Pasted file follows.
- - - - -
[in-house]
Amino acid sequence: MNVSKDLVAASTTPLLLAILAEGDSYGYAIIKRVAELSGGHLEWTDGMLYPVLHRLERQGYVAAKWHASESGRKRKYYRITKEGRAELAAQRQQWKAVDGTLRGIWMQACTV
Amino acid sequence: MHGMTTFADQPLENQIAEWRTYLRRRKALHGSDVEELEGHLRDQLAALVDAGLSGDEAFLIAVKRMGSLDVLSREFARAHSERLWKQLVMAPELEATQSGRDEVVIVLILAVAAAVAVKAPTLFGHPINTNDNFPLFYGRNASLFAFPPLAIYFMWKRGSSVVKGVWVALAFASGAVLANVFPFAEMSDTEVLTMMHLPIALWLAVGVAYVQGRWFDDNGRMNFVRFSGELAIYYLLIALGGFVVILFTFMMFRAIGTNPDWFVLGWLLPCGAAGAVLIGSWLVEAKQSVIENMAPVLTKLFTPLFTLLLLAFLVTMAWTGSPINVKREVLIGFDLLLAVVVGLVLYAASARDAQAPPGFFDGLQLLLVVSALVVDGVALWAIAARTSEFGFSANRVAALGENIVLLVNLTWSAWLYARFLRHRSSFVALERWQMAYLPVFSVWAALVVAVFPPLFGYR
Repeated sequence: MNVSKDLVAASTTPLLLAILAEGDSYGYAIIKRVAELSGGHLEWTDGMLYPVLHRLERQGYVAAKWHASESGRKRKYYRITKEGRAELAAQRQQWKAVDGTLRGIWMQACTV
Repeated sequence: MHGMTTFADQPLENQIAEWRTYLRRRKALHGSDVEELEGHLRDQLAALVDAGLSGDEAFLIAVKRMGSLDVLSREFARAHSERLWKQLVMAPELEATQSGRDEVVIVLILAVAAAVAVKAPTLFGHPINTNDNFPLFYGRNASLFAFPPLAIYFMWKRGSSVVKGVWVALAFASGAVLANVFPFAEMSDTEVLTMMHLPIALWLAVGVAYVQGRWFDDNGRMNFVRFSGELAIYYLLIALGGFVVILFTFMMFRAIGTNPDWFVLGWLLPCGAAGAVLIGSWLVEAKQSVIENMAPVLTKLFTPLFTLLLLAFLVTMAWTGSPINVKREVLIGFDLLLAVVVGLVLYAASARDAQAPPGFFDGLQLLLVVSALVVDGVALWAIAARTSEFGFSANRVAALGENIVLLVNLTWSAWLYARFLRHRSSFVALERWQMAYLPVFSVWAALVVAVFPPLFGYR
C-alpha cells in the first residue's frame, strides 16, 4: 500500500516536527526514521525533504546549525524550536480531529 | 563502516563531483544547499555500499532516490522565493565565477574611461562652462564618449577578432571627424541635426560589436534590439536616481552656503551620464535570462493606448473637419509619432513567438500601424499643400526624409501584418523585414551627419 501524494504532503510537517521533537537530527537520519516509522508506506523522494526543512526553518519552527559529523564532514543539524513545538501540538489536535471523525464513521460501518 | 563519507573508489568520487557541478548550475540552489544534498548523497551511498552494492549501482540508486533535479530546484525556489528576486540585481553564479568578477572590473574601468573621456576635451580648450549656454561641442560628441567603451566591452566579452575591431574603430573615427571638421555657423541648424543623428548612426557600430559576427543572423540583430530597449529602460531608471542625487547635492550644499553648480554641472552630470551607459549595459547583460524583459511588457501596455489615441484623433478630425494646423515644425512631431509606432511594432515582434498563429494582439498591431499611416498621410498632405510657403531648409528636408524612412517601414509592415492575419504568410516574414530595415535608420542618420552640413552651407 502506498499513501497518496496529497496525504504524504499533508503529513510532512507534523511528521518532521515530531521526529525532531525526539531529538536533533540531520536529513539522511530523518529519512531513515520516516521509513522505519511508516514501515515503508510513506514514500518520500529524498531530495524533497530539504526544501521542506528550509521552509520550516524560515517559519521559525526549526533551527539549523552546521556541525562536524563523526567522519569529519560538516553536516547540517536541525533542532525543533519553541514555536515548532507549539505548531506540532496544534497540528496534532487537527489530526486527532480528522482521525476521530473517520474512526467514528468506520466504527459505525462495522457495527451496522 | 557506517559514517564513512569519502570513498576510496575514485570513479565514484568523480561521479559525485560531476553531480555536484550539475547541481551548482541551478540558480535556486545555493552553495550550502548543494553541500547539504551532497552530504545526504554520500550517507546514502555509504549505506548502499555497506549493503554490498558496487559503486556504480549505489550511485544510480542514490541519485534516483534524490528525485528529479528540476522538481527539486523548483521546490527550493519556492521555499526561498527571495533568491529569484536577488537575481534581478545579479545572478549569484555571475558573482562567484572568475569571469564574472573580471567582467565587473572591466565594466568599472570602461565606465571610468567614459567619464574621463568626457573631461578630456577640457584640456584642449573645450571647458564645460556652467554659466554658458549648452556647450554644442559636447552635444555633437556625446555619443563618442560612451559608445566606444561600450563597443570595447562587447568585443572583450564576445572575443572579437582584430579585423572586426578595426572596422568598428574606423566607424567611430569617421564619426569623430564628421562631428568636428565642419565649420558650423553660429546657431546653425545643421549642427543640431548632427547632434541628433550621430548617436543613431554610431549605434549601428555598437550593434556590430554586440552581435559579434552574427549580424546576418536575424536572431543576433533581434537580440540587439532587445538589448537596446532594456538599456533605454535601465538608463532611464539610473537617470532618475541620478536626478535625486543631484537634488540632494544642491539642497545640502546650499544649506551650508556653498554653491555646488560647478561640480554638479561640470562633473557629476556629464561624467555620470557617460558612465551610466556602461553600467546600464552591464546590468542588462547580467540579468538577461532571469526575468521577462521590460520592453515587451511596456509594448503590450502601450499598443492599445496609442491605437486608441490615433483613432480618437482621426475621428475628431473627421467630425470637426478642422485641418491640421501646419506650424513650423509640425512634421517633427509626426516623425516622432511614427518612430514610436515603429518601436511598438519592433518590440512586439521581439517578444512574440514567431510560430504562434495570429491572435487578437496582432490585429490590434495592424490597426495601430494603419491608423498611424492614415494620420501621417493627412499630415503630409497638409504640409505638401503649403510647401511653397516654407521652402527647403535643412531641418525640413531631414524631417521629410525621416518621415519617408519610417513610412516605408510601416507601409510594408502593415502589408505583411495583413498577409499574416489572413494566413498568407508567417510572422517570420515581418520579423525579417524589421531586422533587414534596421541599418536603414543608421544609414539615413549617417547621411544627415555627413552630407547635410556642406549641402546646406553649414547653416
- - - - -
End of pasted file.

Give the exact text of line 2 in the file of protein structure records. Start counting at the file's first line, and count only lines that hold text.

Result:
Amino acid sequence: MNVSKDLVAASTTPLLLAILAEGDSYGYAIIKRVAELSGGHLEWTDGMLYPVLHRLERQGYVAAKWHASESGRKRKYYRITKEGRAELAAQRQQWKAVDGTLRGIWMQACTV